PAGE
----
Red Chinese Mulberries
The Red Chinese mulberry tree is a broad, spreading bush or small tree dotted with small thorns. Like its mulberry relatives, the fruits are technically not a berries but rather aggregates of tiny fleshy drupes clustered around a single stem
Monterrey pears are a large variety from northern Mexico, botanically a cultivar of Pyrus pyrifolia. The Asian pear hybrid was selected from the tree of a popular southern Texas variety. Monterrey pears are a cross of European pear and a Japanese pear.
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Pixie apples are, like their name suggests, very small. They are also very similar to Cox’s Orange Pippin, one of Pixie’s parents. Pixie apples have some russeting, with a green-yellow skin overlaid with orange or red stripes. The flesh is juicy and crisp and very aromatic. The flavor is similar to Cox’s Orange Pippin— sweet while still tart, but sharp rather than acidic. The flavor develops in storage, becoming less tart over time.
Pixie apples are available in mid-fall through winter.
Pixie apples are a late season variety of Malus domestica that is thought to be a seedling of the popular English Cox’s Orange Pippin crossed with Sunset. The trees are very easy to grow and remain small, so they are good option for small gardens. The Pixie apple should not be confused with another variety called Pixie Crunch.
While apples are fat-free, sodium free, and cholesterol free, they are good sources of several other nutrients. They contain small amounts of Vitamin B, boron, and quercetin, and larger amounts of Vitamin C and dietary fiber. The antioxidants and phytochemicals in apples help support holistic health, and may prevent chronic diseases such as diabetes, cancer, and heart disease.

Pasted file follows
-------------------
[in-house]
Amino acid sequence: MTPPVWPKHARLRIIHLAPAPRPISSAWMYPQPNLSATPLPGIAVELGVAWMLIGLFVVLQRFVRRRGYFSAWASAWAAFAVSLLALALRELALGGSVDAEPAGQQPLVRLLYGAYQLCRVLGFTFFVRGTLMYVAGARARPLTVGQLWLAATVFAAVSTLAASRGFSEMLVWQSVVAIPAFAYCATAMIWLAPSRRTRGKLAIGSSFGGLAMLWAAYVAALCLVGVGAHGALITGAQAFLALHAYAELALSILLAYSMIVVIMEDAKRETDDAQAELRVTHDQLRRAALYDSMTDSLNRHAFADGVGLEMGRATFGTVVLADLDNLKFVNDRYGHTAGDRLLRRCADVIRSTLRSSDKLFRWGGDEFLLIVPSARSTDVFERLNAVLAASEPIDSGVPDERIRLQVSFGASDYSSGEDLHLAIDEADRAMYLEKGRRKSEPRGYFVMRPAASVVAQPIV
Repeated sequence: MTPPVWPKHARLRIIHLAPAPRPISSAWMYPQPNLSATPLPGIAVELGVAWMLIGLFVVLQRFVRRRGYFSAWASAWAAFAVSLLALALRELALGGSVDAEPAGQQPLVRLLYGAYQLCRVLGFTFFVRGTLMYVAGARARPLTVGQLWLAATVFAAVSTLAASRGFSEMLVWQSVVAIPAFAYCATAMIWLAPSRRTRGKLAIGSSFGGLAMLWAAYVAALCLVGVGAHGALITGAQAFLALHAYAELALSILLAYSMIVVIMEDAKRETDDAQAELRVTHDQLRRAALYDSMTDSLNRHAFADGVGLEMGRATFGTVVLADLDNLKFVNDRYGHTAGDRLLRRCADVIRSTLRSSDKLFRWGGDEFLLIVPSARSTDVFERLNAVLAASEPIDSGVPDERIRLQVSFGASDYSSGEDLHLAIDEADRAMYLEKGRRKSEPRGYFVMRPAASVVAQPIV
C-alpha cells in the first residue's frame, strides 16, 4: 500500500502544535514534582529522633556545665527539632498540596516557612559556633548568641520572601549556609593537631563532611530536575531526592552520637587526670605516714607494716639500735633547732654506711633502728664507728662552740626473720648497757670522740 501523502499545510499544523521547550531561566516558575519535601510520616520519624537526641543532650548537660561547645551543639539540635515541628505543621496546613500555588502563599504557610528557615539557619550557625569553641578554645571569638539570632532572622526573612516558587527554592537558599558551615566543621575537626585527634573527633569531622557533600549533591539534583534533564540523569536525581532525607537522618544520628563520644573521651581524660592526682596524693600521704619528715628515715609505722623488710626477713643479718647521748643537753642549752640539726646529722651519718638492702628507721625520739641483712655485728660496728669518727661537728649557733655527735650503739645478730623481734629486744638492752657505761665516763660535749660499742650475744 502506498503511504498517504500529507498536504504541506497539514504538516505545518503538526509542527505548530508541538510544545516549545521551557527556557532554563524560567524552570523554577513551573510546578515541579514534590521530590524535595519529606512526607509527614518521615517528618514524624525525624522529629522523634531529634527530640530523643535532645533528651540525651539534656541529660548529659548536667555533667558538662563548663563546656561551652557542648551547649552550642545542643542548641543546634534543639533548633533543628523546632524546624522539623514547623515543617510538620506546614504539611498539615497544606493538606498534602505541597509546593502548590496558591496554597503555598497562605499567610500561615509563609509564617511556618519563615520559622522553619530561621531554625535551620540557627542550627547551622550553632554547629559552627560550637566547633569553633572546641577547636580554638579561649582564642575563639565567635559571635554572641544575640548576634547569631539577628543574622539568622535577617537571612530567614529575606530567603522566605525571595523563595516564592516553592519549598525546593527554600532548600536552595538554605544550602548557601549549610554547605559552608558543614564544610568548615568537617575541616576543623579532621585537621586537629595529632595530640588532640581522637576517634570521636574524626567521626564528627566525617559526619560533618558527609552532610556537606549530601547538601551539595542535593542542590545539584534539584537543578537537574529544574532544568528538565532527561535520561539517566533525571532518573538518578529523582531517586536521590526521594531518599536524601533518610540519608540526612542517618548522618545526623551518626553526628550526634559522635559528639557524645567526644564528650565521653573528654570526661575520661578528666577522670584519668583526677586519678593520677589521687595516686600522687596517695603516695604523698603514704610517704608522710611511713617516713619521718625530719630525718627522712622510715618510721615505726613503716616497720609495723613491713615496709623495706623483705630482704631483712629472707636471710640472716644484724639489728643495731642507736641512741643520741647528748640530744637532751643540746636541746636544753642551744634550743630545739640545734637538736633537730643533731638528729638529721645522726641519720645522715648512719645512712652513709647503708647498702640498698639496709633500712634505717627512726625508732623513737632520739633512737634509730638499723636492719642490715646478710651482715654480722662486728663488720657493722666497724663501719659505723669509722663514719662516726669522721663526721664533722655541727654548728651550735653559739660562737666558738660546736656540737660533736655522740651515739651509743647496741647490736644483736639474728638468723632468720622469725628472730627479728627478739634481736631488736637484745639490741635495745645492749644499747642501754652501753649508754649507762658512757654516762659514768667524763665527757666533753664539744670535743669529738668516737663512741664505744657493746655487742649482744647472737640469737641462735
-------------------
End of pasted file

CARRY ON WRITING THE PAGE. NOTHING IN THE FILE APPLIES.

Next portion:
Pixie apples are primarily a dessert variety, to be eaten fresh out of hand. Use in salads, pair with an English cheddar, or use in recipes calling for Cox’s Orange Pippins. They are good keepers, and can be kept for three months or more in proper cool, dry storage conditions.
Grocery stores tend to carry only certain varieties of apples that are easy to ship, large, and uniform in size. Pixies are too small to be found in most grocery stores, although they have an excellent texture and flavor. They are more likely to be found in home gardeners’ yards.
The Pixie apple was developed at the National Fruit Trials farm in Kent, England. The first Pixie seedling was discovered in 1947. After several years of development, they received the Royal Horticultural Society’s Award of Merit in 1970. Pixie apple trees grow in temperate climates with plenty of rain, such as England.